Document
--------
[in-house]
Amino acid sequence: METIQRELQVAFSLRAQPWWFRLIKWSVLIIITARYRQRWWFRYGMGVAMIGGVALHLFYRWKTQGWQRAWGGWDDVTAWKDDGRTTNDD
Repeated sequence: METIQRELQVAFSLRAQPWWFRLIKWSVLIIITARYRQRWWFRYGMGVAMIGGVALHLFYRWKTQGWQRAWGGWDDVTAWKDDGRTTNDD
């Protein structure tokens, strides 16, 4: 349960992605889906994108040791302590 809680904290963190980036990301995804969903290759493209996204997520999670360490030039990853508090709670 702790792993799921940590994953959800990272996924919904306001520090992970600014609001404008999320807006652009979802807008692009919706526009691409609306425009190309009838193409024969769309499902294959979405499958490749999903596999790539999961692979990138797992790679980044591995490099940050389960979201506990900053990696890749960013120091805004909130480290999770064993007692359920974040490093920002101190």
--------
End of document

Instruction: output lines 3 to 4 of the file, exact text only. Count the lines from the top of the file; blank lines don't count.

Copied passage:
Repeated sequence: METIQRELQVAFSLRAQPWWFRLIKWSVLIIITARYRQRWWFRYGMGVAMIGGVALHLFYRWKTQGWQRAWGGWDDVTAWKDDGRTTNDD
């Protein structure tokens, strides 16, 4: 349960992605889906994108040791302590 809680904290963190980036990301995804969903290759493209996204997520999670360490030039990853508090709670 702790792993799921940590994953959800990272996924919904306001520090992970600014609001404008999320807006652009979802807008692009919706526009691409609306425009190309009838193409024969769309499902294959979405499958490749999903596999790539999961692979990138797992790679980044591995490099940050389960979201506990900053990696890749960013120091805004909130480290999770064993007692359920974040490093920002101190």